students look at typography exhibit

Type Hike exhibition

Type Hike exhibition makes UofSC debut at Thomas Cooper Library

Jane Armstrong’s experience in creating art pieces for the Type Hike exhibition at Thomas Cooper Library fuels her passion for graphic design and illustration.

“Being a first-semester transfer student, this is the project that has truly introduced me to my major," the studio art major says. “It got me excited about applying to the graphic design program here at the university.” 

For the first time at the University of South Carolina, the Type Hike exhibition will be showcased in the Thomas Cooper Library beginning April 20.

The exhibit is part of the international nonprofit design project Type Hike, which celebrates and supports the outdoors through typography. The project was born from the belief that all designers are obligated to use their talent and ability to make the world a more beautiful place.

“I’m someone who struggles with narrowing down all my ideas to one," Armstrong says. "Designing for posters and this series really brought that part of the design process to light and challenged me to refine several ideas I had into one cohesive design.

“My favorite and the most satisfying aspect of working on this project was finally seeing my piece come together after weeks of labor.”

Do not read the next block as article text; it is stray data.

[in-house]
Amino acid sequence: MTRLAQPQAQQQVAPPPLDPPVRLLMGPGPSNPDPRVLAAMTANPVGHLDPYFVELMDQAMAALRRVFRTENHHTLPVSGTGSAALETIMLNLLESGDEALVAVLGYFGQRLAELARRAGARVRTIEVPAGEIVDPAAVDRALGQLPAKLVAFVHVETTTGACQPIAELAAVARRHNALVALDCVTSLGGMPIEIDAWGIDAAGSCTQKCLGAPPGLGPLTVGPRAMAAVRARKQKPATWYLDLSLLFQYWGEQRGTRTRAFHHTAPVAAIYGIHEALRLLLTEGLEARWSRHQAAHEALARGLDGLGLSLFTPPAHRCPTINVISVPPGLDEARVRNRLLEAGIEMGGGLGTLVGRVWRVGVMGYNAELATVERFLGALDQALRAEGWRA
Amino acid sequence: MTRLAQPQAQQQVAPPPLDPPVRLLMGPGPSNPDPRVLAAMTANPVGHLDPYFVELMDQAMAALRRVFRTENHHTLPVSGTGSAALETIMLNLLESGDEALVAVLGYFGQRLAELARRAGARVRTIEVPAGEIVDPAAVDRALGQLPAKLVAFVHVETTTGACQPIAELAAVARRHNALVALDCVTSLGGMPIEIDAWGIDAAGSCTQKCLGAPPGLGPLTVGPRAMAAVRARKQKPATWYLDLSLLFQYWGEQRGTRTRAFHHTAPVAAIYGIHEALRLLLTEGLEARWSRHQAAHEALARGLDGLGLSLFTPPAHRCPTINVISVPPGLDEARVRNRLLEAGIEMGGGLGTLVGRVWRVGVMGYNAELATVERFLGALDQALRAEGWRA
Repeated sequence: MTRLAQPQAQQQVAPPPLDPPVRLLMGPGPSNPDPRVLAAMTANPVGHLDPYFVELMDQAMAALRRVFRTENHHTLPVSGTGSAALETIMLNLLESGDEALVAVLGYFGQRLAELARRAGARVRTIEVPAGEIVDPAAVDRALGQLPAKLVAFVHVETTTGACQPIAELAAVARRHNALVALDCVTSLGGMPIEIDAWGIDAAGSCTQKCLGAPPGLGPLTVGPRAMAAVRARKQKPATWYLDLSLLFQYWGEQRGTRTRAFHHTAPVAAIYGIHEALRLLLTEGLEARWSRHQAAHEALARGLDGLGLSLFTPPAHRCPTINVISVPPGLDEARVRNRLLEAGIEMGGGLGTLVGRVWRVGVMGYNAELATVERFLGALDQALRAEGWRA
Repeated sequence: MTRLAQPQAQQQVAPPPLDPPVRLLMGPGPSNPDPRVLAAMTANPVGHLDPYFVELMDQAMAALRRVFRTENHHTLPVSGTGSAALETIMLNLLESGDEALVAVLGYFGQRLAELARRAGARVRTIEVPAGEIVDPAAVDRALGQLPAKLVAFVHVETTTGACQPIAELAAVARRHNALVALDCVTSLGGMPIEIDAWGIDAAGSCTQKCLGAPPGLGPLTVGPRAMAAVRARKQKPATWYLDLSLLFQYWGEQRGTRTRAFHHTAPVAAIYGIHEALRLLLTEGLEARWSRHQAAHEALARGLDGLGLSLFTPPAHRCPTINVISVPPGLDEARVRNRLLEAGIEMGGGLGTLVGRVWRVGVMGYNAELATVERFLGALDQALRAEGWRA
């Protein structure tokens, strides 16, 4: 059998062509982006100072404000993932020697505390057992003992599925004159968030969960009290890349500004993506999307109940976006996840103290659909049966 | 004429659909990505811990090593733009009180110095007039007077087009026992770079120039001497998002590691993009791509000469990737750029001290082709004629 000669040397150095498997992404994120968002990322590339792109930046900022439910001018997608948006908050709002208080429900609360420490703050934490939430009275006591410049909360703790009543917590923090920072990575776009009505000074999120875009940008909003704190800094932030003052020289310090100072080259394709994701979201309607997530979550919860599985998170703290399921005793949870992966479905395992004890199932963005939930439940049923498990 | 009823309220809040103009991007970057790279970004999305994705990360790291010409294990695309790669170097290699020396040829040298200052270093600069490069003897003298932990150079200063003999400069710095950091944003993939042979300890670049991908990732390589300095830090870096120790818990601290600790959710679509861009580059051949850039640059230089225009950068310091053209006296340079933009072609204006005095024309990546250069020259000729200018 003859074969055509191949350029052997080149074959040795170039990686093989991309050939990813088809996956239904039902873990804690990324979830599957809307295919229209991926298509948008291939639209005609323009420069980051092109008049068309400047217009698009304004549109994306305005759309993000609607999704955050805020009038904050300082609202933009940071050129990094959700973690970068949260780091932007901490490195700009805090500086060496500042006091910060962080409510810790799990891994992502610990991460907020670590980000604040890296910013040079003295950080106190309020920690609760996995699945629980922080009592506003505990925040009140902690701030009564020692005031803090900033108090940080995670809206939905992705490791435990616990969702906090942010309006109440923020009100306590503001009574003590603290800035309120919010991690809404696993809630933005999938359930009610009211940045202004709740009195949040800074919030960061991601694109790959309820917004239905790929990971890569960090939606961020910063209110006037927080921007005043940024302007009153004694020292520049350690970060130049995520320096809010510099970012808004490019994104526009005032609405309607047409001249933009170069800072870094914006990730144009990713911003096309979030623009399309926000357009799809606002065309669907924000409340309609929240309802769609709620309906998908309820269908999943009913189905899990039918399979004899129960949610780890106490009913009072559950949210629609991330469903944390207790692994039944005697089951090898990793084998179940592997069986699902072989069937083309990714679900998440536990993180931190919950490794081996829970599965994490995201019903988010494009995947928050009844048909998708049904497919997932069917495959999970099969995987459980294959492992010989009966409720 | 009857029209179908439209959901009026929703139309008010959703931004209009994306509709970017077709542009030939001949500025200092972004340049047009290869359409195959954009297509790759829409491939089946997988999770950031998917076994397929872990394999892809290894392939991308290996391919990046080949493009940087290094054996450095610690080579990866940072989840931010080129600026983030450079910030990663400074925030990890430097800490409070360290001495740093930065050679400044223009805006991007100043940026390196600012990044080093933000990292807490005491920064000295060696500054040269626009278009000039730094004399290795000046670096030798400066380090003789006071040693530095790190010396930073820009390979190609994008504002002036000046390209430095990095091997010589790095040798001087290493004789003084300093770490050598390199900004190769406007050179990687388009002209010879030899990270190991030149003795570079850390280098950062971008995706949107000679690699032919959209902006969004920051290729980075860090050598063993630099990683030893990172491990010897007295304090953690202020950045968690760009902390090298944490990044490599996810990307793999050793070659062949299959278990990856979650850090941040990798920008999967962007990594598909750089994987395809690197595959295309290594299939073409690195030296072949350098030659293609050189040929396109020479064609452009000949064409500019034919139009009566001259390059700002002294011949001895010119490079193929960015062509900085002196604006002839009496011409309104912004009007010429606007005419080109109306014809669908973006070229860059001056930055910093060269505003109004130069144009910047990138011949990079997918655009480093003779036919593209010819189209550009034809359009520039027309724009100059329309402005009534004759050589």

Being a first-semester transfer student, this is the project that has truly introduced me to my major.

Jane Armstrong, studio art major

The exhibit came from discussions between design professor Meena Khalili and Michael Weisenburg, the reference and instruction librarian at Irvin Department of Rare Books and Special Collections.  

“Type Hike is celebratory project for America’s National Parks Centennial conceived in 2017, but our course reimagined this internationally renowned project by introducing technology available in 2022,” Khalili says. “By designing with augmented reality, students build bridges between physical and digital space, literally extending their works, which empowers student designers with agency to develop unique future solutions for their users.”

Armstrong says working with her professor and classmates improved her design.

“This process has been so rewarding through the help of my professor and peers," she says. "I feel lucky that my work has been selected to be highlighted alongside other incredible artworks in this upcoming exhibition.” 

Student Type Hike posters with augmented reality will be displayed in the Scholar’s Corner, and all 60 original Type Hike posters will hang in the large study area outside of the Center for Teaching Excellence (Level 5).

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